Perhaps all of this hubbub will encourage the DSM developers to be a bit more circumspect with new diagnoses, realizing that a massively overmedicated and increasingly cynical public could get fed up.
Perhaps the DSM's stranglehold on diagnosis would not be so serious if the book were only being used for its original and stated purpose, as a tool to help clinicians speak the same language in their efforts to understand and treat the mentally ill. But, increasingly, both medical and psychiatric disorders are being shaped by and for the pharmaceutical industry. (A good example of Big Pharma's influence over medical doctors is The rise of Viagra: How the little blue pill changed sex in America.) And in the forensic arena, the DSM is often employed pretextually, to accomplish various legal outcomes.
Proposed new diagnoses
So, what is in store this time around? Here's my sampling of some of the more controversial changes and new conditions being proposed, some with very specific relevance to forensic practice:
Parental Alienation Syndrome: This is by far the most controversial theory in high-conflict child custody litigation. And the battle lines are drawn primarily by gender: PAS is apt to be the first line of defense when a husband is accused in a custody battle of sexually abusing his children. Despite its lack of empirical support, a partisan lobby is pushing for its inclusion. (See my March 2008 blog post, "Showdown looming over controversial theory," for more background.)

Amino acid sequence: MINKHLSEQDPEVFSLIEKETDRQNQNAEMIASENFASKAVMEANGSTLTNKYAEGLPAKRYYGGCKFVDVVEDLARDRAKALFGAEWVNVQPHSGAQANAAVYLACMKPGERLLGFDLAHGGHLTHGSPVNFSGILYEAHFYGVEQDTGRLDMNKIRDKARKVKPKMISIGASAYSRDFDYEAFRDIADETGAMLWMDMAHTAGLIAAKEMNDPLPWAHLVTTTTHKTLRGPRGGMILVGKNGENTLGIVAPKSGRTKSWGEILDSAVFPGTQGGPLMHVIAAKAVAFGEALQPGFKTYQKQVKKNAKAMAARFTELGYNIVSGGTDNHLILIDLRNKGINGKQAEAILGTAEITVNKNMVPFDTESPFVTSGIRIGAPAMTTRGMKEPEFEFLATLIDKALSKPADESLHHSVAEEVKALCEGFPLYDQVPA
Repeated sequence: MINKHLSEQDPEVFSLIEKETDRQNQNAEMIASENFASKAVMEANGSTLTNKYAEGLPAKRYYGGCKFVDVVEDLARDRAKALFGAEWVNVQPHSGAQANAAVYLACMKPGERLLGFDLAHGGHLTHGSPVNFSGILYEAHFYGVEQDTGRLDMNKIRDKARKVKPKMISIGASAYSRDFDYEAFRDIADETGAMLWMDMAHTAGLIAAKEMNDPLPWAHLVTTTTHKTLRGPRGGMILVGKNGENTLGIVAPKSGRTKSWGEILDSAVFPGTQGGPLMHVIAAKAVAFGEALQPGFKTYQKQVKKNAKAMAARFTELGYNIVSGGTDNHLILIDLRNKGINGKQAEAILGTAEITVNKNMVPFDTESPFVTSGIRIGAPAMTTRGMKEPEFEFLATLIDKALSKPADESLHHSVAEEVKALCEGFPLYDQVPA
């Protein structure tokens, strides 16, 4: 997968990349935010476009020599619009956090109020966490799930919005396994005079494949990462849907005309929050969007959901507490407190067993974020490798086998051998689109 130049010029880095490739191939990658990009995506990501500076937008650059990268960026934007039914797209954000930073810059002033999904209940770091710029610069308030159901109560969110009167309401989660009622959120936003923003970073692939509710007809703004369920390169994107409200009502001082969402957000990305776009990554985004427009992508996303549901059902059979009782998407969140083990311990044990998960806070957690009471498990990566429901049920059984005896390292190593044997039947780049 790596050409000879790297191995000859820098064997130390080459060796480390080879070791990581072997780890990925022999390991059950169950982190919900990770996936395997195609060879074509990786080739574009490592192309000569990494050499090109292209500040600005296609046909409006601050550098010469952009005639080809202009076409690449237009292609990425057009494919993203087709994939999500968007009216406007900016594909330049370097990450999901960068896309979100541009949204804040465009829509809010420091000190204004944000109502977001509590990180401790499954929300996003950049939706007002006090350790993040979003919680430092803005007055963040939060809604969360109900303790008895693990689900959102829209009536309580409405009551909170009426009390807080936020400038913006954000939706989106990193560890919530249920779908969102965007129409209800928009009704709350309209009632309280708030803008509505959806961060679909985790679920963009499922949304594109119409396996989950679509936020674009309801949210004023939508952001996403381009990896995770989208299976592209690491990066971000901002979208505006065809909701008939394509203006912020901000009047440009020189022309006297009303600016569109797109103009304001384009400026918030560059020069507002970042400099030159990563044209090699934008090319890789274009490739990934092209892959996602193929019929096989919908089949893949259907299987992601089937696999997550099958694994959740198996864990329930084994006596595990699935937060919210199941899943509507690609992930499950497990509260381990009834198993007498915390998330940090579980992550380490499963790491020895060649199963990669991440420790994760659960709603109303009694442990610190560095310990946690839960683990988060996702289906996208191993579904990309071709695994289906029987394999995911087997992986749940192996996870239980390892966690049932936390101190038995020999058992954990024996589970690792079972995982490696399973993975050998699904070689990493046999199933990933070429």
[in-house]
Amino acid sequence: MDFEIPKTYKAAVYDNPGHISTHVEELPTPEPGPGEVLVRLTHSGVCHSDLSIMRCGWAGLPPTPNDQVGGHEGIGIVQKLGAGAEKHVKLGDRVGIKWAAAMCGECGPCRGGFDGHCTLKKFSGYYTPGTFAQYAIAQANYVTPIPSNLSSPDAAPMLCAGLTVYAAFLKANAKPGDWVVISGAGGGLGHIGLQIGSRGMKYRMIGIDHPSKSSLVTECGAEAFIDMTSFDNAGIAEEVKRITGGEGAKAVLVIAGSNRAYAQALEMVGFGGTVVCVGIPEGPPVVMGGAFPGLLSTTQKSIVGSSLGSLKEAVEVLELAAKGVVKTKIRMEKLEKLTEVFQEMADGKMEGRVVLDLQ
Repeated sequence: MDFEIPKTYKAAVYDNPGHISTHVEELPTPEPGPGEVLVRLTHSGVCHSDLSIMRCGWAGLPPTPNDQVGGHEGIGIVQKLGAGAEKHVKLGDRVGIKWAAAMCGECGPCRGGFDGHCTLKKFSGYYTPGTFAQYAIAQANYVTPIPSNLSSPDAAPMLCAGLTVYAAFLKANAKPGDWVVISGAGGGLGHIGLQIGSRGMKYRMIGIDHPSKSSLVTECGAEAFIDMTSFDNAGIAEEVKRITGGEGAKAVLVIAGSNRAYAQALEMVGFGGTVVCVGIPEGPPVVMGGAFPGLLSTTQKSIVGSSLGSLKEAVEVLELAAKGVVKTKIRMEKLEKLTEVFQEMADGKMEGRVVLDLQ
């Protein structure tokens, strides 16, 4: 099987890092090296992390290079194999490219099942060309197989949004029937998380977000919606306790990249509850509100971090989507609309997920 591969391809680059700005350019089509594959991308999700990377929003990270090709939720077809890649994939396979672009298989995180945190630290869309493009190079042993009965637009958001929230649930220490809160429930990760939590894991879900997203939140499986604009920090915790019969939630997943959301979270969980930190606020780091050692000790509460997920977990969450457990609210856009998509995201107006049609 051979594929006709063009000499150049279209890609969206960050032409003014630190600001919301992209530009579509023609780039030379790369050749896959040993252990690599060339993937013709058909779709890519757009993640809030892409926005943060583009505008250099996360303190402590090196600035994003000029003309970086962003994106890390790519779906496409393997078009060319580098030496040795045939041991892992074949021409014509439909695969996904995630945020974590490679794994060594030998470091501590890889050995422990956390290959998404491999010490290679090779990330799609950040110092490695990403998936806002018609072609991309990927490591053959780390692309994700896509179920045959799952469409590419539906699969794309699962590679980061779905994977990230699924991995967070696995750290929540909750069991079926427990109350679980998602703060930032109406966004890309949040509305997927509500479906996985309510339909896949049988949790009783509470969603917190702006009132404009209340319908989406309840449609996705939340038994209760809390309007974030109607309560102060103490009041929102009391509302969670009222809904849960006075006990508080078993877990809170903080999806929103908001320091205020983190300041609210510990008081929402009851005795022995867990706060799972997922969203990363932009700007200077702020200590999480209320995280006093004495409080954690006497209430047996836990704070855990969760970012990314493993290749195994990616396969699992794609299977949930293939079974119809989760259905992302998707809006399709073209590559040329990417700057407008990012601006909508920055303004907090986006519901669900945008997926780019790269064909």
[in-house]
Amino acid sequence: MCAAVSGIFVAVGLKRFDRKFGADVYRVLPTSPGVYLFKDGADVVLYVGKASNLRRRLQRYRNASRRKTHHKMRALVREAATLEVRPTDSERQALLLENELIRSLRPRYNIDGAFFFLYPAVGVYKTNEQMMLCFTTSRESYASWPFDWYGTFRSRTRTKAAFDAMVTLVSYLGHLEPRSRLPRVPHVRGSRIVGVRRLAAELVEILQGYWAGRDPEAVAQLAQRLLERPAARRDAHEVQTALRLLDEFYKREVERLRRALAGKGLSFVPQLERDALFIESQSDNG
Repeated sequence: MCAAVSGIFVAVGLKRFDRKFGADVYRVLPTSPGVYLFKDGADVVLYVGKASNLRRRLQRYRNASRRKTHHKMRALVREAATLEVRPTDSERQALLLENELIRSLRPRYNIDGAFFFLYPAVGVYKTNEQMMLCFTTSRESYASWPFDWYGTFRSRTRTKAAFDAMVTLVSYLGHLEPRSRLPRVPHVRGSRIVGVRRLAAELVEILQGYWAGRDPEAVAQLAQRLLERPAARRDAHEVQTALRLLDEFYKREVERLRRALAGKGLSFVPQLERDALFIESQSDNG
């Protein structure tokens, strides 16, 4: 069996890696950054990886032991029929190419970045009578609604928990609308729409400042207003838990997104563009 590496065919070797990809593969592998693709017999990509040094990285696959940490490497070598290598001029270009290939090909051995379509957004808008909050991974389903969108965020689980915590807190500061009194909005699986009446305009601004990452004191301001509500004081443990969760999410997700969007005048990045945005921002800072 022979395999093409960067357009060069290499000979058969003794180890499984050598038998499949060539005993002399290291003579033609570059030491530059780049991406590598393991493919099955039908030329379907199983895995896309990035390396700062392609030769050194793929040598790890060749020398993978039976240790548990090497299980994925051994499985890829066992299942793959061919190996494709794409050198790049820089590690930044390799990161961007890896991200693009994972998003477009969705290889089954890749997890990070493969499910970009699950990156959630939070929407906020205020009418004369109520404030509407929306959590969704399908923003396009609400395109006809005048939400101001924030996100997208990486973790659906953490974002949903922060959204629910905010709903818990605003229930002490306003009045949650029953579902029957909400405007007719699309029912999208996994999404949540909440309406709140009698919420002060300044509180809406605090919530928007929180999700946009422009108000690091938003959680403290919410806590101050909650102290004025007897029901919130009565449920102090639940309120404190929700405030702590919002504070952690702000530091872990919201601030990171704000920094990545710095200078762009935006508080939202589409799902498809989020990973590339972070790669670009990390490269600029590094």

Hebephilia: All psychodiagnoses, even those of psychotic disorders, have serious conceptual validity problems, but none are weaker than some of those being used to justify the civil commitment of sexually violent predators. The latest, and most farcical, is "hebephilia," or the sexual attraction to teens, which is being aggressively marketed by a small advocacy group. (I'll have more to say about this newly proposed diagnosis very soon; for now, you can check out my Halloween 2007 post, "Invasion of the hebephile hunters.")
Gender Identity Disorder: The proposed inclusion of this category has drawn the most fire, primarily from transgender activists, who have mounted a petition drive against Ken Zucker, chair of the sexual disorders task force. Information on this controversy can be found here, here, and here.